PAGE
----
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Four Gone. Conclusion.

Posted by Dirck on 29 July, 2013

Well, I’m glad to say that the action described hereafter only tangentially involved fountain pens.  With a nod to the good folks at Sesame Street, today’s episode is brought to you by the Number 4 and the Letter P… but they’ll have to wait for the narrative to bring them along.

This weekend saw me getting at some long… “-delayed,” I guess is better than “-dodged”, household maintenance tasks.  The most daunting, and one what had been put of for logistical reasons, was creeping up onto the roof of the house and clearing out the eaves-troughs.  I hasten to point out that I’m not struck by acrophobia, or at least not from the altitude offered by a single-level detached dwelling with a tall basement, so my extemporizing on this chore was not a bowing to weakness.  The logistical element was a simple want of a ladder, something which I tried to remedy last fall but didn’t quite manage before Nature declared the end to the season for that sort of thing.  The ladder being finished, I could look towards clambering, and this weekend saw Nature holding back on the standard summer weekend deluge, so up I went.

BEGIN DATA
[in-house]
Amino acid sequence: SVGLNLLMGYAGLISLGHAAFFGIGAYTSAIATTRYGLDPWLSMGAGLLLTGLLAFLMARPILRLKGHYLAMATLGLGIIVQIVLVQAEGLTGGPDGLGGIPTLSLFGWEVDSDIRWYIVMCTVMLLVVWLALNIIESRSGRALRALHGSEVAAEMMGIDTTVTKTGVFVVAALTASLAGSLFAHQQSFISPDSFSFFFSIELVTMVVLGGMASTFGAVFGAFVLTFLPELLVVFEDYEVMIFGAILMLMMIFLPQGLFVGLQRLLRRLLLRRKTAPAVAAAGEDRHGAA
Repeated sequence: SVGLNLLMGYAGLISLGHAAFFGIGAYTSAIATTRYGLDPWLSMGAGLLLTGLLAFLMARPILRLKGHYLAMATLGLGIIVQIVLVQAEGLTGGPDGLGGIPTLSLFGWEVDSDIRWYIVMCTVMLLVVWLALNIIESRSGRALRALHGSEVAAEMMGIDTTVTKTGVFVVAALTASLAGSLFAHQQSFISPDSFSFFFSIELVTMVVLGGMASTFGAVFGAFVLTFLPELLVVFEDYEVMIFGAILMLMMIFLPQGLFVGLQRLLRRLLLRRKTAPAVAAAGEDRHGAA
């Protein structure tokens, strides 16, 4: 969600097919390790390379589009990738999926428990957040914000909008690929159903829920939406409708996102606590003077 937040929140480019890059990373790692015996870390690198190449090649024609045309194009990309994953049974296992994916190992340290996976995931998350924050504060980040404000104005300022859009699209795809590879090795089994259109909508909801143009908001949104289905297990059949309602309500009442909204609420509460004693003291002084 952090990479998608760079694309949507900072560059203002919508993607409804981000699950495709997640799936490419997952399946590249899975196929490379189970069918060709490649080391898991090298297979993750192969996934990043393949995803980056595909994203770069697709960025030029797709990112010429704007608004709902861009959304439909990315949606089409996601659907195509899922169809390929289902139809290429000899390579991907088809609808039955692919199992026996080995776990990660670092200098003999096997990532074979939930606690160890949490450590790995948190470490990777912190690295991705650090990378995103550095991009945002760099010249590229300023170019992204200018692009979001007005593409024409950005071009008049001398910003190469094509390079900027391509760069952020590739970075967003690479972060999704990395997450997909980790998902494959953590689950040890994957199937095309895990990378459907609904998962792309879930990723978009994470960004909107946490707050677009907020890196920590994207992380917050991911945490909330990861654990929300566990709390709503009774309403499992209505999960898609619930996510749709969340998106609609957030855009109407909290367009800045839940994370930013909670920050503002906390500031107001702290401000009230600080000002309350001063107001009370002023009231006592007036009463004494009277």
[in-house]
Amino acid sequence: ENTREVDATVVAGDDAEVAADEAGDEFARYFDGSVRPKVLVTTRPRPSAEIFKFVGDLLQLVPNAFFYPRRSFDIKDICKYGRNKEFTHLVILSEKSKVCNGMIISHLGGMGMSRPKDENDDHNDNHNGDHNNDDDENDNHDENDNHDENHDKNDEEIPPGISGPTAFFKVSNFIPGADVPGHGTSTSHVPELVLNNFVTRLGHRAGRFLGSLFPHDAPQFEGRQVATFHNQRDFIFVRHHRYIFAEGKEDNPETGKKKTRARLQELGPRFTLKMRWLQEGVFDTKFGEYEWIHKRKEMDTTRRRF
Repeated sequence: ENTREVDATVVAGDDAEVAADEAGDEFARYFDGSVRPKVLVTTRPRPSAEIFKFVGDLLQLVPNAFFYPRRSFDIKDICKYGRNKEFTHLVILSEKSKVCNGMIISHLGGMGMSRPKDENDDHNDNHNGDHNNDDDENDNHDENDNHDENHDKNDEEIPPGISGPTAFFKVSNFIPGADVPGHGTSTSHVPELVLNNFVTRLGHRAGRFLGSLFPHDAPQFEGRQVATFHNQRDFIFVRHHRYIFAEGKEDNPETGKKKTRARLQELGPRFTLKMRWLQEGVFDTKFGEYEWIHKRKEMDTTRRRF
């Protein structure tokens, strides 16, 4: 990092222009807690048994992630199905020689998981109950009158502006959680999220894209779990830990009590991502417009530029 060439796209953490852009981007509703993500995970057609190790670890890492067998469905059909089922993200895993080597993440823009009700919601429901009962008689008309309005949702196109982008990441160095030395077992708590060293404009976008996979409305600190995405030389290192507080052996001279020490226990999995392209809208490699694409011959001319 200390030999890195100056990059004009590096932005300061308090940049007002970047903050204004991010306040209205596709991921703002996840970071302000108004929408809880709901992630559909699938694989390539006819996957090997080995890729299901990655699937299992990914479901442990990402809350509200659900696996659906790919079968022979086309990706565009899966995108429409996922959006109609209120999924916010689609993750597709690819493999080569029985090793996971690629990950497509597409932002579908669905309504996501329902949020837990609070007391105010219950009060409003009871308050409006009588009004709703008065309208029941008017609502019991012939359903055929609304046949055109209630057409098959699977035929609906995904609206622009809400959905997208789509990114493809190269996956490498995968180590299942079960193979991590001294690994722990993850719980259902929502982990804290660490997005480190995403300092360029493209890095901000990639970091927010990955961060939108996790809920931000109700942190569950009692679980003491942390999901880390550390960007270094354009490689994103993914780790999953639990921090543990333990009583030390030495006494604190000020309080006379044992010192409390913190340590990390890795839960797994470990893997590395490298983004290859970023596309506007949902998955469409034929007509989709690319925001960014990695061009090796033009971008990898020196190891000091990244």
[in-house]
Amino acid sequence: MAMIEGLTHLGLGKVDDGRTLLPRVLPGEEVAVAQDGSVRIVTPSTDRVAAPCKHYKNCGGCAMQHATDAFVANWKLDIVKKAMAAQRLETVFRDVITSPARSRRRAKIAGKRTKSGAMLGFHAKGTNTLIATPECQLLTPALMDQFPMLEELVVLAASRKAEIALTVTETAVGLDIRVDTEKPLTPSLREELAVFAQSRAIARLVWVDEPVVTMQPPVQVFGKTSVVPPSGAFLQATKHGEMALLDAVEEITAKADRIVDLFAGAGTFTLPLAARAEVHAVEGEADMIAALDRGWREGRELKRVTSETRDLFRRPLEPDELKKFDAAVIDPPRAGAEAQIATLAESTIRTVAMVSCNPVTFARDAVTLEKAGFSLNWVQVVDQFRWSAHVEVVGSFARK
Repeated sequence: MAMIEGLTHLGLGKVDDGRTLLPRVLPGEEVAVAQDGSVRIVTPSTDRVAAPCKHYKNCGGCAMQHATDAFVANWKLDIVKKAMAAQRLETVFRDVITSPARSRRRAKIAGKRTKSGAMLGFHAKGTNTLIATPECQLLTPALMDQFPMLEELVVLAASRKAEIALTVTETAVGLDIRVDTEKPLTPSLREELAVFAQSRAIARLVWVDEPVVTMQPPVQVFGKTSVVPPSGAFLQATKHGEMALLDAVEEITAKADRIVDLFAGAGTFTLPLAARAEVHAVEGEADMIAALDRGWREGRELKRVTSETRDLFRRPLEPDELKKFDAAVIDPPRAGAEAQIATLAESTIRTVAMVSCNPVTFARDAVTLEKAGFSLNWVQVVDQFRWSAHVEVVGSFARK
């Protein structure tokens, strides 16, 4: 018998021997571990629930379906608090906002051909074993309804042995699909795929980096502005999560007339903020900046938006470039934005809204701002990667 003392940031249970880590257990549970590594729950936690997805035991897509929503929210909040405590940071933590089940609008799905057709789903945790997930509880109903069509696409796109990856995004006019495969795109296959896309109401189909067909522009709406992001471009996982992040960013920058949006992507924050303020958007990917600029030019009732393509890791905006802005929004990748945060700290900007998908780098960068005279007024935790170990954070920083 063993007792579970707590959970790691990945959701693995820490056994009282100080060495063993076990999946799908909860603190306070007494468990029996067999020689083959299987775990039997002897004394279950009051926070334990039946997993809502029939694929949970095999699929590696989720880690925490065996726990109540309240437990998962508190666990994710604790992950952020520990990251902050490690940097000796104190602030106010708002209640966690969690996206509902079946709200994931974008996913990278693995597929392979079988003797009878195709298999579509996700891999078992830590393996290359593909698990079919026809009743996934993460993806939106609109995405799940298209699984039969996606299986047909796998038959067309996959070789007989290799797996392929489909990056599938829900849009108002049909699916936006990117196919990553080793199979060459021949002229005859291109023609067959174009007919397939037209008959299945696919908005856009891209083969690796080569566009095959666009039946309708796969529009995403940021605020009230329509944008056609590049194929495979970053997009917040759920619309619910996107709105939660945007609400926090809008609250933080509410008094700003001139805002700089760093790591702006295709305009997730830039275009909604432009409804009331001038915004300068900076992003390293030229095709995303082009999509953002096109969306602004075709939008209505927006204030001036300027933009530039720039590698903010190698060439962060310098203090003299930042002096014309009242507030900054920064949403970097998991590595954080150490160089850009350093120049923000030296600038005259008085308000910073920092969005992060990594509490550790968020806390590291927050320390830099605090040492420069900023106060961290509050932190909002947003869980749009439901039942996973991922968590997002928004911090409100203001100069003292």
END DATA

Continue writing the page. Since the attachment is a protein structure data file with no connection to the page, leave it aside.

In point of fact, I went up three times.  Not four, but three.  The troughs were quite clogged, and as one will when faced with a job in an inconvenient location I kept finding a need for something left behind on a previous journey.  The final ascent had been prompted by a realization that there was enough muck and foliage in the gutters that I couldn’t heave it onto the publicly viewable space between our house and the northern neighbour, and a bucket or two and the rope to lower them from the roof were needed.  The final ascent was… slightly abortive.

P is for Plummet.

I may have voided the warranty on these.

I may have voided the warranty on these.

The thing I should have taken a picture of was the post-collapse ladder.  It came apart just as my head was level with the soffit, which put my feet slightly ahead of my own usual head height.  As luck would have it, I fell away from the wreckage of the ladder, and so didn’t have the bother of getting any limbs broken.  As the picture suggests, I avoided any serious injury by taking the majority of the fall with my head, something so thick with bone as to be impervious to damage, and which I seldom use in any event.

Now, on the collapsing ladder; shall we count the number of failed items of hardware? 1, 2, 3, 4!

If the ladder had come apart from stupidity, I (probably) wouldn’t put this much energy into the story, but apart from a slight miscalculation on the capacity of some of that hardware, I don’t feel like I wrote my own doom in Comic Sans with the occasional letter reverse or inverted.  I think that it would be reasonable not to expect 3½” screws to tear out of the wood they’re in, nor for the shackle of a padlock mounting to shear off of the base plate.  When I speak of four failed items of hardware, I don’t meant individual components, but entire fittings.  I’m not only heavier than I look, I’m heavier than I feel myself to be.